Post-script to bureaucracy, now-found documents and health insurance. . .

June 11, 2007 | By | 4 Replies More

For those of you who waded through my post of last week about my day trekking through the federal bureaucracy on a quest for documents, I have two things to add. First, thanks for taking the time to wade. Second, I got an update from my friend. Remember those records that everyone told him were in “the Archives” in Kansas City? Two different archives, even, if I understood correctly, one in KC and one in Lee’s Summit.

Well, he found those very records, and didn’t have to travel further than the local library. OK, the main library, the headquarters for St. Louis County Public Libraries, in the genealogy room. He found the microfiche with all of it, and got through several years without finding the naturalization papers, which he knew he wouldn’t. So now he can call the helpful woman whose name he was given and tell her that he searched and didn’t find.
No one mentioned the library. Not one employee with whom he spoke, state or federal, knew about this. Hmmm. Secret files? Good thing they hid them so carefully.

On a semi-related note, another friend is wading not through governmental bureaucracy, but insurance bureaucracy. My guess is that every single person who reads this knows someone who has had to fight over health insurance. My friend’s son was scheduled for major surgery this week, the (hopefully) final step in the correction of a cleft palate and lip. As most of you know, clefts of this sort are birth defects. Rarely does a palate or lip spontaneously split . This boy is now a teenager, and has been through all of his corrective surgeries at a large, well-known and well-funded teaching hospital here in St. Louis. Their insurance is through the same university, as his father works there. Every surgery he’s had has led up to this one, the alignment of his jaws. They started when he was a baby, and this one had to wait til his skull reached full size. He’s 17 now, and the entire family scheduled the summer around this surgery, months in advance. He held off getting a job, because the recuperation for this one is tough. Annual trips typically taken in June were delayed, and they prepared to finally get this done so that he can finish high school and put this all behind him.

Days, literally, before the surgery, she received a phone call from the coordinator of the cleft palate team, telling her that the insurance had declined the surgery. They don’t cover orthognathic surgery, or the realigning of jawbones. My friend was utterly stunned – this has been in the offing for years, same insurance they’ve had since they brought their son home. After some tears, followed by the wringing of hands and gnashing of teeth, she took a deep breath and headed to the insurance carrier’s website, where she waded through all the pages she could find, but not anything about this exclusion. She took another, deeper breath and contacted the company by phone. Through extremely nice manners and by withholding all of the rage she was feeling, she managed to find someone to pull up her file and find the applicable section: They don’t cover orthognathic surgery, EXCEPT IN THE CASE OF BIRTH DEFECTS. Oh, really? So how exactly did that little tidbit slip by? Don’t insurance companies actually examine the cases they review? This child’s entire medical history revolves around his cleft and its effect on his sinuses, his face, his skull and his jaw. How did they miss that? I guess they find it easy to just stamp DENIED across the page when they see the single word, “orthognatic,” without examining it any further. Do they not know that clefts are a common cause of this? Are the case reviewers not trained in any level of actual medical terminology? Or was this an honest mistake, an accident caused by the random human error?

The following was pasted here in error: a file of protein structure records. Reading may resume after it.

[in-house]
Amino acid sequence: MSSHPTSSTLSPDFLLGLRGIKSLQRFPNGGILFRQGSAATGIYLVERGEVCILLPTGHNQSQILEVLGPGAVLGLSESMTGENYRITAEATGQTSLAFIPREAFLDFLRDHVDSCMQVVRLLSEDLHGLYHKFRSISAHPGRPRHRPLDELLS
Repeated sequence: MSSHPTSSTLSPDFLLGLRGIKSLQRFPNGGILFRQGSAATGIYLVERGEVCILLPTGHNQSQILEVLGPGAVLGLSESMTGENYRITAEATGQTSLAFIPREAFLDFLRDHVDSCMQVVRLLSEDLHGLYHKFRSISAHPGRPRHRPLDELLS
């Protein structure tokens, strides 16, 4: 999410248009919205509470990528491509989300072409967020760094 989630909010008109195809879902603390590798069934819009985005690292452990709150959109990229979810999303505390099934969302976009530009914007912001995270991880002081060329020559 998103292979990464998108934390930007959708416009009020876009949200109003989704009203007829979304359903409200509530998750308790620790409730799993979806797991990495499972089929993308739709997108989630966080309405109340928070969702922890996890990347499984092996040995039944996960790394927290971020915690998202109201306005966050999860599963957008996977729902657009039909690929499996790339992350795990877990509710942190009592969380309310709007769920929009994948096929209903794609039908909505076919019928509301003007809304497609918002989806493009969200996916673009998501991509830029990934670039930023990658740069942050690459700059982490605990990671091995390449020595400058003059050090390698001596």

I really felt for my friend – she loves this child so much, she’s advocated for him for years, and now to have this last layer of intervention denied . . . I was simply furious on her behalf. The hospital has filed an appeal, and the insurance company has 72 hours to respond.

Hopefully, in a few short days the surgery can be rescheduled in a timely fashion – but no one involved is holding their breath, because this isn’t about what is best for this child – with insurance, it rarely is. This is all about how to save the insurance company $80,000.

And the thing is, I’m sure this is nothing compared to what many have gone through. At least they weren’t denied after the fact, after they’d unwittingly dived deeply into debt. At least they didn’t open him up and then learn, at the 11th hour as he lay in surgery, that they better not proceed. At least his life is not in danger. No, he’s just a kid, a straight-A student, a normal suburban kid, a child dreading a surgery he knows is coming. And they are just normal parents, trying to help him, by paying their premiums on time and doing their best by their child.